Yemen’s joint Nobel Peace Prize winner Tawakkol Karman might serve well as a poster child of the Arab Spring, but the outcome of the Yemeni transition does not make a good model — if there is one at all. Events throughout 2012 certainly did not fulfill the expectations of the revolutionary youth who have consistently returned to the streets of Sanaa, Taizz, and Aden. Former President Ali Abdullah Saleh has continued to exert some influence in Yemeni politics: as head of the former regime party General People’s Congress (GPC); through his connections in the military and bureaucratic apparatus; by maintaining healthy ties in the main tribal confederation, the Hashid, that has dominated Yemeni politics since the 1970s; and in being propped up by Saudi support. Yet, with President Abed Rabbo Mansour Hadi and Saleh-rival Ali Mohsen increasingly consolidating their position, the end game might just have begun for the Saleh connection. As stated by Saleh, politics in Yemen is like dancing on the heads of snakes. With Saleh out of office, his former vice president on the verge of consolidating his grip on the presidency, and military strongmen as power brokers in a volatile security framework, the lead dancer is gone, but the snakes are still there.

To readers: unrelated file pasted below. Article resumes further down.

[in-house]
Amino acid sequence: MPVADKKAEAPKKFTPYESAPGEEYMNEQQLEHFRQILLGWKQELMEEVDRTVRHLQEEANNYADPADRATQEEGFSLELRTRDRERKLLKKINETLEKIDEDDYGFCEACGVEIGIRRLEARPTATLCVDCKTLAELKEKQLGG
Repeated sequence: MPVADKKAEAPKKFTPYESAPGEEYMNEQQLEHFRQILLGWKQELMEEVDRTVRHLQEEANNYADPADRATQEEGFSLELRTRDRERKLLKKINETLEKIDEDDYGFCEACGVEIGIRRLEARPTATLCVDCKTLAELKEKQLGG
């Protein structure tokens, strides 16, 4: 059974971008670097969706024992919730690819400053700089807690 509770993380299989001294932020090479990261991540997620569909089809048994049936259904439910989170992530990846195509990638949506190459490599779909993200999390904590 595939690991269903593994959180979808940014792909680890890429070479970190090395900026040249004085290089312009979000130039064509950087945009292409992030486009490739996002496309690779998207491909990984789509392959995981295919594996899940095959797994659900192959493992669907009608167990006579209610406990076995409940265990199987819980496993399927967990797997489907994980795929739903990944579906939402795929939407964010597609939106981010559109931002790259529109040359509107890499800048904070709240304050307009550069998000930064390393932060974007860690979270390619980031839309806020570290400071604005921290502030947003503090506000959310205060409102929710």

In January, I visited Yemen’s capital Sanaa for a three-week research mission to learn more about the role of the Yemeni military in politics and current security sector reforms. Somewhat inculcated with media reports about rebellions in the North and South, persistent kidnappings and assassinations, along with occasional armed struggle between factions of the regime, I was surprised with the measure of normalcy that had returned to the capital — and perhaps also with the only limited signs of destruction in a city that has witnessed two major army units lock their horns since the summer of 2011. While Yemen seems to contain all the ingredients for a failed-state recipe, inclusive dialogue among political forces is as much a feature of the post-Saleh transition as violent conflict. The establishment of a military committee in January 2012 has been supported by U.S. and Jordanian advisors. The initiative promised to bring the two sides to the negotiating table and to restructure the Yemeni armed forces. When I interviewed the committee’s spokesman, Maj. Gen. Ali Saeed Obeid, he claimed that the committee’s mission was almost accomplished. However, he certainly underestimated the major reform challenges still to be addressed in the restructuring of the domestic security establishment and the military. Yet, a fragile truce of sorts has been sustained on the streets of the country’s major cities, where political conflict turned openly violent in 2011 between the camps of the former president and his rival Ali Mohsen, allied with the Islamist-tribal Islah Party. In Sanaa the regular police forces are still largely absent. Several militias man road-blocks and patrol the streets of the capital to pitch their territory, but their presence also allows a measure of security to return to the capital. In early February the military made a concerted effort, under the command of the general chief-of-staff, to engage with al Qaeda militants in al-Bayda, including units of the regular army and the Special Forces (al-Qawwat al-Khassa), which had long been loyal to former president Saleh. Irrespective of the success of this particular military operation, it might indeed indicate a more unified stance of the armed forces. That military units previously under the command of the ousted president now act upon the orders of the new political leadership is certainly bad news for the al Qaeda uprising in the South.